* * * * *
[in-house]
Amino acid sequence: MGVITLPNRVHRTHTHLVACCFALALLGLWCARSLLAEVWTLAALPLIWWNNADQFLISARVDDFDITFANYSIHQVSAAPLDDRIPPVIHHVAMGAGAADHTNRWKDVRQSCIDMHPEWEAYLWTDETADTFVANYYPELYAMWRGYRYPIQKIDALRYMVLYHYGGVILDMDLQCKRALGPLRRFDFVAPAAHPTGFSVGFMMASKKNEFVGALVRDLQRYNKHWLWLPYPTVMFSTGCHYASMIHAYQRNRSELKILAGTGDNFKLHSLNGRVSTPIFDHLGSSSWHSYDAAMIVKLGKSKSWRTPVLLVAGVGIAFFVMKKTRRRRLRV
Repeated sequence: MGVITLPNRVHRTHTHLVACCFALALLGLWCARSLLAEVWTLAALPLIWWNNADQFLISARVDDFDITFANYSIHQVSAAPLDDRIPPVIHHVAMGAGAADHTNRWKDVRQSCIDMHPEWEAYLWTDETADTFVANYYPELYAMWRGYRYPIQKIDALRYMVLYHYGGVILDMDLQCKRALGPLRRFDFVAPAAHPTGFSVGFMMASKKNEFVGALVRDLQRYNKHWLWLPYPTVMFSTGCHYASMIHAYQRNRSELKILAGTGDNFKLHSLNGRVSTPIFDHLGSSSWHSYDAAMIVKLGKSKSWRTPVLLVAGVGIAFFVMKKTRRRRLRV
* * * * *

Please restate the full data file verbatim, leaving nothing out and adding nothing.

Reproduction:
[in-house]
Amino acid sequence: MGVITLPNRVHRTHTHLVACCFALALLGLWCARSLLAEVWTLAALPLIWWNNADQFLISARVDDFDITFANYSIHQVSAAPLDDRIPPVIHHVAMGAGAADHTNRWKDVRQSCIDMHPEWEAYLWTDETADTFVANYYPELYAMWRGYRYPIQKIDALRYMVLYHYGGVILDMDLQCKRALGPLRRFDFVAPAAHPTGFSVGFMMASKKNEFVGALVRDLQRYNKHWLWLPYPTVMFSTGCHYASMIHAYQRNRSELKILAGTGDNFKLHSLNGRVSTPIFDHLGSSSWHSYDAAMIVKLGKSKSWRTPVLLVAGVGIAFFVMKKTRRRRLRV
Repeated sequence: MGVITLPNRVHRTHTHLVACCFALALLGLWCARSLLAEVWTLAALPLIWWNNADQFLISARVDDFDITFANYSIHQVSAAPLDDRIPPVIHHVAMGAGAADHTNRWKDVRQSCIDMHPEWEAYLWTDETADTFVANYYPELYAMWRGYRYPIQKIDALRYMVLYHYGGVILDMDLQCKRALGPLRRFDFVAPAAHPTGFSVGFMMASKKNEFVGALVRDLQRYNKHWLWLPYPTVMFSTGCHYASMIHAYQRNRSELKILAGTGDNFKLHSLNGRVSTPIFDHLGSSSWHSYDAAMIVKLGKSKSWRTPVLLVAGVGIAFFVMKKTRRRRLRV